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Best Books of 2007

Posted by on January 17, 2008

Hoping I am not too late for a retrospective post, I present to you my best reads of 2007:

Classic Fiction: Tender is the Night, F. Scott Fitzgerald


“Sometimes I think Gene and I are like Zelda and Scott Fitzgerald,” I told my dad after reading this.

“Yes?” my dad said, choking on his burger in an effort to keep a straight face.

“Well, we have lots of socializing,” I mused. “And…I mean, not the drinking to excess so much. Or the madness. Or the social butterfly thing, really. And we don’t have the inevitable bleak dissolution that makes the whole thing so poignant and delicate and…I guess we’re not that much like them, actually.”

“Yes,” my dad said, relaxing.

Contemporary Fiction: Run, Anne Patchett


Actually, my vote for best contemporary novel is wavering between Patchett’s Run and Franzen’s The Corrections, but, much like it will probably do in the primary, my vote swung towards Patchett because I wanted more girls on the list.

No, actually Run is a great book, a little sensational in its plot points but very understated in its language. Her best is still Bel Canto for my money, but this is also excellent.

Fantasy: Dragonhaven, Robin McKinley


This is being billed as a young adult novel, presumably because it’s about a young adult, but like (almost) all McKinley stories this is full of three-dimensional people with fully-adult feelings and problems. She takes a hard-to-swallow situation (young boy forced to play nursemaid to young dragon) and makes it completely believable by adding a wealth of details: the wearying labor of cleaning up dragon droppings every day, the difficulty of masking dragon smell, plus the dragon evolves from needy, faceless infant to an individual personality as she gets older just like a real kid does.

Young Adult: Green Angel, Alice Hoffman


This is about a girl whose family dies in a loosely-sketched apocalypse. Hoffman wisely avoids filling in the details of why civilization just crashed, focusing instead on the aftermath of guilt and grief. She also deals nicely with teen self-mutilation without getting preachy, judgmental or gross. And the language is knock-you-over gorgeous, as Hoffman’s language always is.

Plays: Representative Plays, J.M. Barrie

Yep, *that* J.M. Barrie, the one who wrote Peter Pan. I expected that these plays would just be an interesting curiosity for my shelf, but these are inventive, strange, funny and occasionally heartbreaking.

Travel: I See By My Outfit, Peter S. Beagle


‘Nuff said.

Autobiography: The Enchanted Places, Christopher Milne


Christopher Milne, better known as Christopher Robin, tells a calm, chatty tale of growing up as the son of the man who created Winnie the Pooh. I enjoyed the half-pleased, half-frustrated tone of the book, which is about two pages long, the perfect size to stuff in your purse or coat pocket for subway rides.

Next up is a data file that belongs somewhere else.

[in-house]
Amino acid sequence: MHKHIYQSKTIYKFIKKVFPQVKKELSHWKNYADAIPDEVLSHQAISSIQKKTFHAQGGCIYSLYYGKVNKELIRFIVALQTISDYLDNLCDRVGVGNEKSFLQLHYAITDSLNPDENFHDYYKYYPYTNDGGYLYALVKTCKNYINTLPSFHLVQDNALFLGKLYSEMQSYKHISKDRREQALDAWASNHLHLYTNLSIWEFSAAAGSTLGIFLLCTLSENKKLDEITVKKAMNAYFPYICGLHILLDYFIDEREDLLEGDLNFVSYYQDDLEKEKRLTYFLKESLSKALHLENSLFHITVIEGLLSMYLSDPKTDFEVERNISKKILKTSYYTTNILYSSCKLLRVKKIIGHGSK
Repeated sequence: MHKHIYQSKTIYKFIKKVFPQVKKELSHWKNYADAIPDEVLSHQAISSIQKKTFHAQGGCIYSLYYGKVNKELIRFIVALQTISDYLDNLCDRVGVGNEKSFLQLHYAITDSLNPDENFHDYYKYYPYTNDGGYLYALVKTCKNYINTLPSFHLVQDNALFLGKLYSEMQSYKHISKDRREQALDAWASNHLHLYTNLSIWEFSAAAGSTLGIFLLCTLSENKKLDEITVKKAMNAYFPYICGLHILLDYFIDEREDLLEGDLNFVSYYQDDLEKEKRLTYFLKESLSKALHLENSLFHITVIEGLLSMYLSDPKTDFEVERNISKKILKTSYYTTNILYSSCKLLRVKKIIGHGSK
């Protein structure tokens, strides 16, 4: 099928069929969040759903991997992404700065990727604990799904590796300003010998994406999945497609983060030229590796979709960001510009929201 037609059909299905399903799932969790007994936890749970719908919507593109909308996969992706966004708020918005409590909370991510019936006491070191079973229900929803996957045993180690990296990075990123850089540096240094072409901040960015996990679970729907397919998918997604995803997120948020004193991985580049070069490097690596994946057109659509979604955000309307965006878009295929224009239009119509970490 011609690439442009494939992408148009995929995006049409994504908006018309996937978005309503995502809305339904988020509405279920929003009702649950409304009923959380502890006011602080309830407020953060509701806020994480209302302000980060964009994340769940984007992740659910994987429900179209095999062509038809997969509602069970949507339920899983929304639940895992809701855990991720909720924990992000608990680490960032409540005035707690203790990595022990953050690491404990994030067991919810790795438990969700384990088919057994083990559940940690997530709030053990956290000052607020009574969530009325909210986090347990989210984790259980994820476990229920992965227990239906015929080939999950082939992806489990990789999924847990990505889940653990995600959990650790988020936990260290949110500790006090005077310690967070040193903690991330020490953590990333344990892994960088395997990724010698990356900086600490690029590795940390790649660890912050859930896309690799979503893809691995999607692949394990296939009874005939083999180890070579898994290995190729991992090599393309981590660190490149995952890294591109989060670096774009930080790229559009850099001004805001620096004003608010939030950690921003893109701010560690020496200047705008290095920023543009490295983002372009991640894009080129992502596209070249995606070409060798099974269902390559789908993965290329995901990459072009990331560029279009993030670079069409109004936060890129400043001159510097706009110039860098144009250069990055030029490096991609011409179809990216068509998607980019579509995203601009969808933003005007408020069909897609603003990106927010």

Biography: Anais Nin: A Biography, Deirdre Bair


The woman who wrote the biographies of Simone de Beauvoir and Samuel Beckett turns her attention to Anais Nin, who Bair calls one of the “major minor writers” of our times. Bair is pretty unforgiving of Nin’s lies, rewrites and selfishness, but if you want to know the real skinny on Nin’s life this book can’t be beat. It is exhaustively researched.

Essays: Consider the Lobster, David Foster Wallace


I loved a few of the essays in this book so much that the whole book glows in my memory, though when I go back I remember there are more than a few rambling, kind of dull chapters that I skipped entirely. Still, it’s worth buying just for the porn essay and, of course, the essay on lobster eating.

Non-Fiction: Somebody is Going to Die if Lilly Beth Doesn’t Catch That Bouquet: The Official Southern Ladies’ Guide to Hosting the Perfect Wedding, Gayden Metcalfe & Charlotte Hays


I have no idea where or why I picked this up, but I really kind of loved it, as I love all glimpses of how the Southern half lives. This is written by a couple of gleefully drunken, high class Southern ladies, and it’s peppered with hilariously viscious gossip and hilariously gluten-heavy recipes.

Comics: Buffy the Vampire Slayer, Season 8, Joss Whedon


Granted, Y: The Last Man is one of the best comic series out there, and I did read that this year. But nothing makes me happier than seeing Buffy continued. I am the kind of nerd that even the other nerds scorn to associate with.

And a call for papers:

I’m currently looking for something new to read. If you made it to the end of this long, boring post, you’re either a rabid book fan or you like me a lot. Either way, I trust you to recommend something, so if you’ve got favorite books you read in 07, leave ’em in the comments please.

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